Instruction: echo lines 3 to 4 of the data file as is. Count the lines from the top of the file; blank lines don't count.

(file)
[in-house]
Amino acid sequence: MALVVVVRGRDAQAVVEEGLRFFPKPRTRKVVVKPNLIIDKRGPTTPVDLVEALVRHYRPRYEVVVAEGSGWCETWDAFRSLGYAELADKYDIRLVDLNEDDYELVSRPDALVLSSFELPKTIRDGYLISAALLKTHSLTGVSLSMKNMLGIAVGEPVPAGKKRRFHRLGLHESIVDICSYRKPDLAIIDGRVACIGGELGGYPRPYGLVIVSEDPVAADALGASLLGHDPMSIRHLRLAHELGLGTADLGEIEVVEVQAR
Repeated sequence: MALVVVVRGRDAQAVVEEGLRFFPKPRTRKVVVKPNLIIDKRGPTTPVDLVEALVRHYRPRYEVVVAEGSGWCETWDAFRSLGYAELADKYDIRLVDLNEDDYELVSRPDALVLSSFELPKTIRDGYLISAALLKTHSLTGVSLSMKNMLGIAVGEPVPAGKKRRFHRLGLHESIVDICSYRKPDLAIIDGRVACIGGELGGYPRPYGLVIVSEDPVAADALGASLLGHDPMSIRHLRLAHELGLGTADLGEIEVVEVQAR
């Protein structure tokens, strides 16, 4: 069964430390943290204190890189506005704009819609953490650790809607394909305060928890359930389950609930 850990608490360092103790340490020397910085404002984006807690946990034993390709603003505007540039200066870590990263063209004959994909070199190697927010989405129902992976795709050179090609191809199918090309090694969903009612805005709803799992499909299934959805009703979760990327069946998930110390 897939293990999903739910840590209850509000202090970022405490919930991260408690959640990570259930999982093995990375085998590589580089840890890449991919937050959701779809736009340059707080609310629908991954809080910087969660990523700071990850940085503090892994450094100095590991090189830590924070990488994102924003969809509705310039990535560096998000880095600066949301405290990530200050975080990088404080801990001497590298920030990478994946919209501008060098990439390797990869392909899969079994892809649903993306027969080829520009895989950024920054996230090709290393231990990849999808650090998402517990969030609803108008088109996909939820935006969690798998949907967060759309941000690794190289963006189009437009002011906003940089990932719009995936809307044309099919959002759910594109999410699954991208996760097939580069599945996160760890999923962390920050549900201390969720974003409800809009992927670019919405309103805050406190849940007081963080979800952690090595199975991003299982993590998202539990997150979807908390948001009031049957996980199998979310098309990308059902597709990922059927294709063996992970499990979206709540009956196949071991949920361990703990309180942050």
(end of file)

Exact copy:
Repeated sequence: MALVVVVRGRDAQAVVEEGLRFFPKPRTRKVVVKPNLIIDKRGPTTPVDLVEALVRHYRPRYEVVVAEGSGWCETWDAFRSLGYAELADKYDIRLVDLNEDDYELVSRPDALVLSSFELPKTIRDGYLISAALLKTHSLTGVSLSMKNMLGIAVGEPVPAGKKRRFHRLGLHESIVDICSYRKPDLAIIDGRVACIGGELGGYPRPYGLVIVSEDPVAADALGASLLGHDPMSIRHLRLAHELGLGTADLGEIEVVEVQAR
């Protein structure tokens, strides 16, 4: 069964430390943290204190890189506005704009819609953490650790809607394909305060928890359930389950609930 850990608490360092103790340490020397910085404002984006807690946990034993390709603003505007540039200066870590990263063209004959994909070199190697927010989405129902992976795709050179090609191809199918090309090694969903009612805005709803799992499909299934959805009703979760990327069946998930110390 897939293990999903739910840590209850509000202090970022405490919930991260408690959640990570259930999982093995990375085998590589580089840890890449991919937050959701779809736009340059707080609310629908991954809080910087969660990523700071990850940085503090892994450094100095590991090189830590924070990488994102924003969809509705310039990535560096998000880095600066949301405290990530200050975080990088404080801990001497590298920030990478994946919209501008060098990439390797990869392909899969079994892809649903993306027969080829520009895989950024920054996230090709290393231990990849999808650090998402517990969030609803108008088109996909939820935006969690798998949907967060759309941000690794190289963006189009437009002011906003940089990932719009995936809307044309099919959002759910594109999410699954991208996760097939580069599945996160760890999923962390920050549900201390969720974003409800809009992927670019919405309103805050406190849940007081963080979800952690090595199975991003299982993590998202539990997150979807908390948001009031049957996980199998979310098309990308059902597709990922059927294709063996992970499990979206709540009956196949071991949920361990703990309180942050």